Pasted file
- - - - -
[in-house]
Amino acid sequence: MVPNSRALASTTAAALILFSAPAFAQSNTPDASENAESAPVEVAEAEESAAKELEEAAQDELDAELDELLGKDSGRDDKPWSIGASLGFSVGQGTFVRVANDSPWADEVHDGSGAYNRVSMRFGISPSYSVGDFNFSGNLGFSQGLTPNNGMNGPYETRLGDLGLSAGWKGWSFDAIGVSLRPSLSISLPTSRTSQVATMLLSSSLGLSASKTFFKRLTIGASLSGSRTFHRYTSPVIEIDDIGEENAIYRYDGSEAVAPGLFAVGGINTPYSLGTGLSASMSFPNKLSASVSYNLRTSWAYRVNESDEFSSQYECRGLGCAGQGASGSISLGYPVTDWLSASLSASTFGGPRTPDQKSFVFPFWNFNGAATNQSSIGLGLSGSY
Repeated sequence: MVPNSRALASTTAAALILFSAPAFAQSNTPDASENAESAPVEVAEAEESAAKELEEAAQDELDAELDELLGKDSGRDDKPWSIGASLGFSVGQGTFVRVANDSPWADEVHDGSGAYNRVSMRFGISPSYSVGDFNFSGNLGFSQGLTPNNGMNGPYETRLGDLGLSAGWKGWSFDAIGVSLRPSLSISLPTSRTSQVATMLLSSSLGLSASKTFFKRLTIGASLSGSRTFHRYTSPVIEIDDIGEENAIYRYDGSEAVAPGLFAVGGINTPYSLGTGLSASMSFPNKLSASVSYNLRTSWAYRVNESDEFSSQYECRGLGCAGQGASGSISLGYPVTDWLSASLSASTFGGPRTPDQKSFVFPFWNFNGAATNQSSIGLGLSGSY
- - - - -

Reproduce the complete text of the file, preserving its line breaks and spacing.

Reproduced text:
[in-house]
Amino acid sequence: MVPNSRALASTTAAALILFSAPAFAQSNTPDASENAESAPVEVAEAEESAAKELEEAAQDELDAELDELLGKDSGRDDKPWSIGASLGFSVGQGTFVRVANDSPWADEVHDGSGAYNRVSMRFGISPSYSVGDFNFSGNLGFSQGLTPNNGMNGPYETRLGDLGLSAGWKGWSFDAIGVSLRPSLSISLPTSRTSQVATMLLSSSLGLSASKTFFKRLTIGASLSGSRTFHRYTSPVIEIDDIGEENAIYRYDGSEAVAPGLFAVGGINTPYSLGTGLSASMSFPNKLSASVSYNLRTSWAYRVNESDEFSSQYECRGLGCAGQGASGSISLGYPVTDWLSASLSASTFGGPRTPDQKSFVFPFWNFNGAATNQSSIGLGLSGSY
Repeated sequence: MVPNSRALASTTAAALILFSAPAFAQSNTPDASENAESAPVEVAEAEESAAKELEEAAQDELDAELDELLGKDSGRDDKPWSIGASLGFSVGQGTFVRVANDSPWADEVHDGSGAYNRVSMRFGISPSYSVGDFNFSGNLGFSQGLTPNNGMNGPYETRLGDLGLSAGWKGWSFDAIGVSLRPSLSISLPTSRTSQVATMLLSSSLGLSASKTFFKRLTIGASLSGSRTFHRYTSPVIEIDDIGEENAIYRYDGSEAVAPGLFAVGGINTPYSLGTGLSASMSFPNKLSASVSYNLRTSWAYRVNESDEFSSQYECRGLGCAGQGASGSISLGYPVTDWLSASLSASTFGGPRTPDQKSFVFPFWNFNGAATNQSSIGLGLSGSY